Speaking from experience, it’s a bit weird to be a Conservative Atheist. I can’t say I’ve always gotten the warmest of responses when it’s come up, but I also can’t blame people for not reacting to that bit of personal information in the most positive way, especially with all of the Atheist jerks out there like the Freedom From Religion Foundation, who pretty much get off on making religious people miserable.
That’s why it was so nice to have somebody like Penn Jillete to look up to. The dude is an Atheist, a Capitalist, Libertarian, and and all-around nice guy- and the exact opposite of the zealous FFRF stereotype. Penn has been the pinnacle of religious tolerance and brotherhood, and has done a lot to change people’s minds on Atheists.
And then the RFRA happened. Indiana’s Religious Freedom Restoration Act has caused lots of consternation all over the place, escaping from the political sphere and finding itself on ESPN, in the Boardroom, and on the minds of all of the Left’s favorite celebs. But it was on CNN where Penn Jillette was tapped to talk about it. And talk about it he did:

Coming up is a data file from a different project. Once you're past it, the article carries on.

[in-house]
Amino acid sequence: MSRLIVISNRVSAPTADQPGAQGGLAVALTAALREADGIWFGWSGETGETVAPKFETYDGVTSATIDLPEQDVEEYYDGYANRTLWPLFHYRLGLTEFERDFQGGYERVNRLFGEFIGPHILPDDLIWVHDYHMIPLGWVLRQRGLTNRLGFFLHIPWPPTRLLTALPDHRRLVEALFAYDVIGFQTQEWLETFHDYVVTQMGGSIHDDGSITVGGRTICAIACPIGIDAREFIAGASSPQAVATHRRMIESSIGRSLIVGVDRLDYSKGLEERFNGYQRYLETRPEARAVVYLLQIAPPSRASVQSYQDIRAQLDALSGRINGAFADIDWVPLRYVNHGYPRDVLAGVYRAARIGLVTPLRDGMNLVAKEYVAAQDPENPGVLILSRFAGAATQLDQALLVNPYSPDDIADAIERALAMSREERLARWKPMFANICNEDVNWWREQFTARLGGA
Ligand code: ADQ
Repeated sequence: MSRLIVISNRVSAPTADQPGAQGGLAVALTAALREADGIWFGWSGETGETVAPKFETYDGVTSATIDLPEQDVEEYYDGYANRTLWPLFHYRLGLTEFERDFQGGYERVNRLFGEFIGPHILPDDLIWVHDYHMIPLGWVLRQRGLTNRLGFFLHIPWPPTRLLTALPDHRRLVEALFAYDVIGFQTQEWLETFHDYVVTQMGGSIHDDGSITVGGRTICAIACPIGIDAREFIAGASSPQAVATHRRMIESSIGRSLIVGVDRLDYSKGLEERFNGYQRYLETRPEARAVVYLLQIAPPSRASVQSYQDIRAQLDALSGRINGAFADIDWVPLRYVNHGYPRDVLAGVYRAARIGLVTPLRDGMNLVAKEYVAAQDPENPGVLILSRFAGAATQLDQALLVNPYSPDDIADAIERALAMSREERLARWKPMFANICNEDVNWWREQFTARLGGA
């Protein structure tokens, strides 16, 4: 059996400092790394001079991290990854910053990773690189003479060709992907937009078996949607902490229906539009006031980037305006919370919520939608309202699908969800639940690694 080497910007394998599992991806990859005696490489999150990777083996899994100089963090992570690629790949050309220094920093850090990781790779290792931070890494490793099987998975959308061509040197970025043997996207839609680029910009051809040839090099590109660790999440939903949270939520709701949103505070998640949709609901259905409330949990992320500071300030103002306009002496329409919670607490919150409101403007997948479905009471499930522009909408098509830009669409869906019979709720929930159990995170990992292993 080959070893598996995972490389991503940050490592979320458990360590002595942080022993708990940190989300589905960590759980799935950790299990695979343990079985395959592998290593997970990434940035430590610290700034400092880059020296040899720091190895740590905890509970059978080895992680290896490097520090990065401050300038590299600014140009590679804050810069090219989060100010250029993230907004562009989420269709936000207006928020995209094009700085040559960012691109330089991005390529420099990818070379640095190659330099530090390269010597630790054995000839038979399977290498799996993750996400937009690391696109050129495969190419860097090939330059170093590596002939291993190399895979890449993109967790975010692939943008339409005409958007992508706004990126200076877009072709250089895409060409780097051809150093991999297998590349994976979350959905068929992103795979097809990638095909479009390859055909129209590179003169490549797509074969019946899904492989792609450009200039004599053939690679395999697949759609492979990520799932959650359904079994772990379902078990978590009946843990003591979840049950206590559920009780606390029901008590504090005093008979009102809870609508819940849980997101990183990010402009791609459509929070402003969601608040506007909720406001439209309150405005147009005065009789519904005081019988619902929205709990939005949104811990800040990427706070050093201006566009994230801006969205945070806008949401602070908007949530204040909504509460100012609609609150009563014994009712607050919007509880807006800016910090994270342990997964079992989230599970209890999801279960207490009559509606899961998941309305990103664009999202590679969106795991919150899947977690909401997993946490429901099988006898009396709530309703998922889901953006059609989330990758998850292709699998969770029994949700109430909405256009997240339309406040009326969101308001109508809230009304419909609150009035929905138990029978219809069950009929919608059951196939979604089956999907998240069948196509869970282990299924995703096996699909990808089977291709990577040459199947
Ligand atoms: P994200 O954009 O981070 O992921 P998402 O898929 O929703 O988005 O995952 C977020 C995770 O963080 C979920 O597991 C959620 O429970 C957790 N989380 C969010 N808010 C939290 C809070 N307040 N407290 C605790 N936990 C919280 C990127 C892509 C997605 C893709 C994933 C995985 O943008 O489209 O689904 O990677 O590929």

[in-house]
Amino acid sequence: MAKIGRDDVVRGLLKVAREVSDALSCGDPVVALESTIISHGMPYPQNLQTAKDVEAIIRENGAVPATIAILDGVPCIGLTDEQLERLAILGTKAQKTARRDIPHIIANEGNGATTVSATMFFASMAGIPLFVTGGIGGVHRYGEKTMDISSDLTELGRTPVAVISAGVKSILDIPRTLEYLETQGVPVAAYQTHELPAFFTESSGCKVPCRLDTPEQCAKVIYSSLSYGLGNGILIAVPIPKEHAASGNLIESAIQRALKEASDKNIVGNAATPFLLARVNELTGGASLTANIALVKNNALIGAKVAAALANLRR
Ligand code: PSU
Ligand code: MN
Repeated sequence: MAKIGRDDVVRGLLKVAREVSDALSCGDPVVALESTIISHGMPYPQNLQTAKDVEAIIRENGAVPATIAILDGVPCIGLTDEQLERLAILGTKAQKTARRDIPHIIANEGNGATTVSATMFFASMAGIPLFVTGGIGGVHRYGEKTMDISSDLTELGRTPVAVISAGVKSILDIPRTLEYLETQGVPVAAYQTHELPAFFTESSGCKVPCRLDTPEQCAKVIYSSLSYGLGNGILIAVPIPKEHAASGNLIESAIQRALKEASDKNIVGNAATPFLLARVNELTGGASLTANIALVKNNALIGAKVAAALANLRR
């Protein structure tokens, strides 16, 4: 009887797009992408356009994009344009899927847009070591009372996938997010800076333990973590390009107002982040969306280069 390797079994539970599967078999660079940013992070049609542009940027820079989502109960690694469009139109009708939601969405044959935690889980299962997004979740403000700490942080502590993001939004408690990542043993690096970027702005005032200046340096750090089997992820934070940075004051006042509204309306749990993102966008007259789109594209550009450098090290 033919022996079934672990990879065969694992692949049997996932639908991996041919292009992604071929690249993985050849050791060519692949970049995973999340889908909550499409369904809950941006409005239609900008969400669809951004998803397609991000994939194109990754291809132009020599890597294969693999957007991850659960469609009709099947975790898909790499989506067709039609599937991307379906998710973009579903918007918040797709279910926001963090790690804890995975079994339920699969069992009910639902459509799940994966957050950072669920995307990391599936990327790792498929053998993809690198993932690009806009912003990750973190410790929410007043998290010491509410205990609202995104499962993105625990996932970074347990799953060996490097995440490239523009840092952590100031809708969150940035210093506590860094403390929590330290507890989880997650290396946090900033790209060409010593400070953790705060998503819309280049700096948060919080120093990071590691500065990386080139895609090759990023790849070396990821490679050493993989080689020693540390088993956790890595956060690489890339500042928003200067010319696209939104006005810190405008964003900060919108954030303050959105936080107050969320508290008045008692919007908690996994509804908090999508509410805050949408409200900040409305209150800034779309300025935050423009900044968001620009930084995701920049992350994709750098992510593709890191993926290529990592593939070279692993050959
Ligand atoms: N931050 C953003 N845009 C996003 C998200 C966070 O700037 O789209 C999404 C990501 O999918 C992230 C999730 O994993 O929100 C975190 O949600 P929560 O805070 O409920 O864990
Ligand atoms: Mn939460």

In the clip, Penn remarks “I don’t like the government involved and telling people what to do. I certainly want people to have religious freedom, because the only way people who don’t have religion can have freedom is if people who do have religion have freedom.”
Awesome! Perfect! Let’s cut and print!
But, alas, that was not the end of Mr. Jillette’s comments:
“But all in the same way, we have to make sure that we don’t get too crazy in the hypotheticals, and we are not talking about forcing people to engage in gay sex or even endorse gay sex. We are asking them that maybe they can treat people the same as other people, and that does not seem unreasonable.”
Sigh. Not to get too far into the weeds here, but WHO is the arbiter of what is “reasonable”? And no, you are not “asking” people anything, you are using the force of government to TELL them. Because any “reasonable” person would hold the same beliefs as you and I do when it comes to baking wedding cakes & anyone who disagrees is a heretic, and must be converted. I mean, it’s only “reasonable”.
Penn, you were SO close to getting to the root of the issue, to the fact that people have the RIGHT to practice their religious beliefs, and to associate with whom they choose. That means that it is, and should be, their right to turn down a business proposal, be it Christian being asked to bake a cake for gay wedding, a Halal butcher being asked to special order a whole hog, or a Kosher deli being asked to serve a cheeseburger.
And, in fact, Penn even KNOWS what the RIGHT solution to bigotry is- The Free Market: “I mean the free market should take care of this faster than anything.”
You’re right, Penn, it should. And would. And HAS.
So why exactly do you think government should intervene?